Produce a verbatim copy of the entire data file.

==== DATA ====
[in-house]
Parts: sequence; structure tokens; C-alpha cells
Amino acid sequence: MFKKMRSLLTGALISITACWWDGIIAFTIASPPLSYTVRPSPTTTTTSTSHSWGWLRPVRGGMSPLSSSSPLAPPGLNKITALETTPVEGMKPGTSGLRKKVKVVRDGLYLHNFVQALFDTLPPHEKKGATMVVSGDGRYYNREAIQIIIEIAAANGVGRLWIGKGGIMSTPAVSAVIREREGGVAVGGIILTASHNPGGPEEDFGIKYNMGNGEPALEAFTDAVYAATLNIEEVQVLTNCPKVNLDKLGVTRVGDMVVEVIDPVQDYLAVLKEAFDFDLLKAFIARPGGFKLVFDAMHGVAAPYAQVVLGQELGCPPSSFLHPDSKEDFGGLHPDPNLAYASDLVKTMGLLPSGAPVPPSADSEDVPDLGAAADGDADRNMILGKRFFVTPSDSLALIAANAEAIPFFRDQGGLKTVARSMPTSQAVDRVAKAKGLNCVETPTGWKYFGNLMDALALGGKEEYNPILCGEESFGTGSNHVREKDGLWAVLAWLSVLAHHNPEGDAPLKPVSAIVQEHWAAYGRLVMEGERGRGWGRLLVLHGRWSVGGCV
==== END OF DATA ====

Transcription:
[in-house]
Parts: sequence; structure tokens; C-alpha cells
Amino acid sequence: MFKKMRSLLTGALISITACWWDGIIAFTIASPPLSYTVRPSPTTTTTSTSHSWGWLRPVRGGMSPLSSSSPLAPPGLNKITALETTPVEGMKPGTSGLRKKVKVVRDGLYLHNFVQALFDTLPPHEKKGATMVVSGDGRYYNREAIQIIIEIAAANGVGRLWIGKGGIMSTPAVSAVIREREGGVAVGGIILTASHNPGGPEEDFGIKYNMGNGEPALEAFTDAVYAATLNIEEVQVLTNCPKVNLDKLGVTRVGDMVVEVIDPVQDYLAVLKEAFDFDLLKAFIARPGGFKLVFDAMHGVAAPYAQVVLGQELGCPPSSFLHPDSKEDFGGLHPDPNLAYASDLVKTMGLLPSGAPVPPSADSEDVPDLGAAADGDADRNMILGKRFFVTPSDSLALIAANAEAIPFFRDQGGLKTVARSMPTSQAVDRVAKAKGLNCVETPTGWKYFGNLMDALALGGKEEYNPILCGEESFGTGSNHVREKDGLWAVLAWLSVLAHHNPEGDAPLKPVSAIVQEHWAAYGRLVMEGERGRGWGRLLVLHGRWSVGGCV